Duplicate Storage with One Catalog

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Today’s Question: I used to have two identical hard drives with all my photos and the catalog on each one, using GoodSync to synchronize them. This way I was able to run Lightroom Classic CC from either hard drive. Now I moved the catalog away from the hard drive to my laptop computer. I want to work with one hard drive in my office and the other hard drive at home, synchronizing them regularly. I will move the computer between locations, using a different hard drive at each location. The problem is that the catalog does not find the photos after I have worked with the other drive. Is there a solution to work with one central catalog in the computer and either of the two identical drives with my photos?

Tim’s Quick Answer: This is a challenging scenario, in that it involves using one catalog on one computer, but wanting to use a different hard drive with that computer at two different locations. Provided you keep the drives properly synchronized with each other (with a two-way synchronization), the key is to make sure the hard drive has the same drive letter (Windows) or volume label (Macintosh) when you are actually using those drives with Lightroom.

More Detail: Lightroom Classic CC makes use of a catalog to manage the information about your photos. When using one catalog, of course there is no confusion about where your metadata is, since all updates will be stored within the catalog.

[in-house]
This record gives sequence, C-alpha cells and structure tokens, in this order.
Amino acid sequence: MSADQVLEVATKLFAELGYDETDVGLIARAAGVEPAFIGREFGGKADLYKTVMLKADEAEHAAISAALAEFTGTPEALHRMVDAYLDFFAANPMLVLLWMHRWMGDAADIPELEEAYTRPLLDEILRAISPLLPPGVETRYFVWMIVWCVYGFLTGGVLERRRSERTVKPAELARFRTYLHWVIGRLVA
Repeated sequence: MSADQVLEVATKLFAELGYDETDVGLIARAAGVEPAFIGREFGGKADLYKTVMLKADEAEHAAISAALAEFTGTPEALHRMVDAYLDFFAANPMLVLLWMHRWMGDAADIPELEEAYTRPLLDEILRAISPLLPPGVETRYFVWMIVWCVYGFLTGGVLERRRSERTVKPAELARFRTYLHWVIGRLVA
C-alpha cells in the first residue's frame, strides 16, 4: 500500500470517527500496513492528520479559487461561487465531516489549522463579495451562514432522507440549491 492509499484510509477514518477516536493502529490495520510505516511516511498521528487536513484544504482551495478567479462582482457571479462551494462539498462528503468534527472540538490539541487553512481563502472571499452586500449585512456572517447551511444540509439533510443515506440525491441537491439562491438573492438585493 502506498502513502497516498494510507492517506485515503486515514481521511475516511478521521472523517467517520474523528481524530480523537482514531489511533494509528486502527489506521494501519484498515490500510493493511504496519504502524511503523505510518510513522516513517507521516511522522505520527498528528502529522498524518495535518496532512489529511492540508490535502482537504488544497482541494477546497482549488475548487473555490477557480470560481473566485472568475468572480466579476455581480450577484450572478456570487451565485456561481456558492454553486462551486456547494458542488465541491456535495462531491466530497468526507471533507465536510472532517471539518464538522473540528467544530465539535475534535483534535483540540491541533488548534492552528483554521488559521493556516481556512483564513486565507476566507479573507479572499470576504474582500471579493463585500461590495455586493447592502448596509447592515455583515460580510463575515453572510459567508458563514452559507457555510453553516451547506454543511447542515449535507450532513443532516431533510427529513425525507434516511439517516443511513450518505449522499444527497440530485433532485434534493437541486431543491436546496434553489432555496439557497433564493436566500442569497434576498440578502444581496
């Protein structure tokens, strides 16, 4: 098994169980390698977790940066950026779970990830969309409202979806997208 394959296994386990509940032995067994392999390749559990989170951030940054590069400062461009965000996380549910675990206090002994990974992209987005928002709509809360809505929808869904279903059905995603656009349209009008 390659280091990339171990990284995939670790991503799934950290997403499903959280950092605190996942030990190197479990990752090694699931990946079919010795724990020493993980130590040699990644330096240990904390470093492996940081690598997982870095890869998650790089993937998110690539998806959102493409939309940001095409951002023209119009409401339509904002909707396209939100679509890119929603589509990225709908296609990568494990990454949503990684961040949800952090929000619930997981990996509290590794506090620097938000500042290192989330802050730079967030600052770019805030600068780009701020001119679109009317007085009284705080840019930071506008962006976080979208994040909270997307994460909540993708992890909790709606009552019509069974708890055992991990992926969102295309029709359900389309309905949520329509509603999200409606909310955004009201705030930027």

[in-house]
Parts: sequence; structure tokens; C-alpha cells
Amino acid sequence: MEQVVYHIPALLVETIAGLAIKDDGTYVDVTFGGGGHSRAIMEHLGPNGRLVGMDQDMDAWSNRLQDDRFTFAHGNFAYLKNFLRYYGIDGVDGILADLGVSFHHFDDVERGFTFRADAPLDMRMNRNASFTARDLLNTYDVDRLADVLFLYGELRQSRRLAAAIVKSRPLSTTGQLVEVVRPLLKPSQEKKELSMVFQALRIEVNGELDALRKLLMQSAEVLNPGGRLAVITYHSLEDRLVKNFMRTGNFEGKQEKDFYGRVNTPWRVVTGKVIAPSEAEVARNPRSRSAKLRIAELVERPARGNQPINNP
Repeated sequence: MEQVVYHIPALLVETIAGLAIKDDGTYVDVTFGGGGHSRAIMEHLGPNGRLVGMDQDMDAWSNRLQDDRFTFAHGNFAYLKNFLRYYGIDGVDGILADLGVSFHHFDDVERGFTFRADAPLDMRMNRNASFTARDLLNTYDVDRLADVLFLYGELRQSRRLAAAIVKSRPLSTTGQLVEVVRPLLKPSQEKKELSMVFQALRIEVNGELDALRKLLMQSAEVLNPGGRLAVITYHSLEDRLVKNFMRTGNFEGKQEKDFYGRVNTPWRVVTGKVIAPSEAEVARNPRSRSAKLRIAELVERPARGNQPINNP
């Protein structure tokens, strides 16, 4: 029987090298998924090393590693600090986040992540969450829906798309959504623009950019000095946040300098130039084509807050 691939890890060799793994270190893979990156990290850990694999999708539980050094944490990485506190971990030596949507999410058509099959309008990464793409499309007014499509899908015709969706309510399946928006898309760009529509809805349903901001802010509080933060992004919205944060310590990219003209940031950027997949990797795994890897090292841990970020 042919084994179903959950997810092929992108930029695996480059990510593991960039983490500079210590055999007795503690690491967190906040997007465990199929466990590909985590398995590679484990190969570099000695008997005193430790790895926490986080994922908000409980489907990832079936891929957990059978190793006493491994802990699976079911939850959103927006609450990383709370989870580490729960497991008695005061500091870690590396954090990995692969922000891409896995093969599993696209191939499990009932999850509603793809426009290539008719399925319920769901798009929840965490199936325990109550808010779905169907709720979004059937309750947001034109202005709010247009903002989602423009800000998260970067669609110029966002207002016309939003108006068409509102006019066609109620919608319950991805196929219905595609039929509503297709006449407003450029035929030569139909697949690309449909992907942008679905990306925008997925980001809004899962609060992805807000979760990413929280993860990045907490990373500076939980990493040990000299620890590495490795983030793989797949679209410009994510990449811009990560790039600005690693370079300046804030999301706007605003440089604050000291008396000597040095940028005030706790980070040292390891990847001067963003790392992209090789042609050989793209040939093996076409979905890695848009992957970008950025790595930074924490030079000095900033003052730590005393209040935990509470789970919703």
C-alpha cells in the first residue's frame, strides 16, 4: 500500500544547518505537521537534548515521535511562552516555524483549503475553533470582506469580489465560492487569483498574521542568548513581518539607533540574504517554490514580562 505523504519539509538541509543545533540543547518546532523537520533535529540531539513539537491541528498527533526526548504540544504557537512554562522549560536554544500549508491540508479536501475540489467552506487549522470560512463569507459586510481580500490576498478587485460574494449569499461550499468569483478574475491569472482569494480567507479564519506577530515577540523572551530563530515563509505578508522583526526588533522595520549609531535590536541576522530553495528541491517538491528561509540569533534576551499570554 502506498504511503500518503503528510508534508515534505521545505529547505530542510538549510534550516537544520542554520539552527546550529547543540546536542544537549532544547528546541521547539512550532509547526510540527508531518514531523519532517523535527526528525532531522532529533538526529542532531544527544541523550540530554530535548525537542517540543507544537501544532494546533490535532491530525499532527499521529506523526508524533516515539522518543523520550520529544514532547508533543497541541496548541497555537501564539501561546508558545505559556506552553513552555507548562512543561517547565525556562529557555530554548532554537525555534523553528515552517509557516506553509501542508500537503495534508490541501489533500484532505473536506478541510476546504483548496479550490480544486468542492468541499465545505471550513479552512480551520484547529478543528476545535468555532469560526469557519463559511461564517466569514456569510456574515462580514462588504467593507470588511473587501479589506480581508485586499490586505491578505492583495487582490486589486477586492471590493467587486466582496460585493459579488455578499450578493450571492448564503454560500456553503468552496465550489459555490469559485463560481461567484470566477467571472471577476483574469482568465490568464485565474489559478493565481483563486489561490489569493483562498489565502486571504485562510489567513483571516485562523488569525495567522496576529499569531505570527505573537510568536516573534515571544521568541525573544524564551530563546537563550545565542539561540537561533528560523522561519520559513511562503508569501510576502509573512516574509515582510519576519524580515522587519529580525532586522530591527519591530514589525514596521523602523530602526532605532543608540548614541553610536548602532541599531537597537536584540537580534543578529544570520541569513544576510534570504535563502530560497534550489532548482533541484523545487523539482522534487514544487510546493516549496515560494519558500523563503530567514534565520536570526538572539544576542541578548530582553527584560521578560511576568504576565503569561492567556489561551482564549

However, in the scenario outlined in today’s question, the aim is to use two different drives at two different locations. The unique twist here is the desire to store all of the photos on two different hard drives, with one drive stored at each location.

The first step here is to make sure both hard drives remain synchronized with each other. This requires a two-way synchronization, so that changes on either drive will be reflected on the other drive. This is an option you can employ with GoodSync (http://timgrey.me/greybackup), for example.

In order to connect two hard drives to the same computer to perform a synchronization, the two drives must have a different drive letter (Windows) or volume label (Macintosh). In other words, it must be clear to the computer that the drives are two different drives.

Once the drives are synchronized, however, having a different drive letter or name for both drives means Lightroom will be confused. For example, let’s assume the drives are called “Home” and “Office”, and that Lightroom expects to find the photos on the “Office” drive. When you go home and launch Lightroom with the “Home” drive connected, all photos will appear to be missing.

To correct for this confusion, you could rename the “Home” drive to “Office”, even though it isn’t really your office drive. Then, when you want to synchronize again, you would need to change the name of the home drive back to “Home”.

As you can probably appreciate, this process can be a little cumbersome and potentially confusing. For this reason, you might find it simpler to move a hard drive from one location to another, rather than going through this synchronization process. Of course, with a rather large hard drive, this can be more cumbersome than a synchronization workflow.

Another option would be to consider Lightroom CC rather than Lightroom Classic CC. With Lightroom CC your photos and updates can be synchronized across multiple computers and devices. There are some drawbacks in terms of the overall features available in Lightroom CC and the lack of control over the specific folder structure used to store your photos.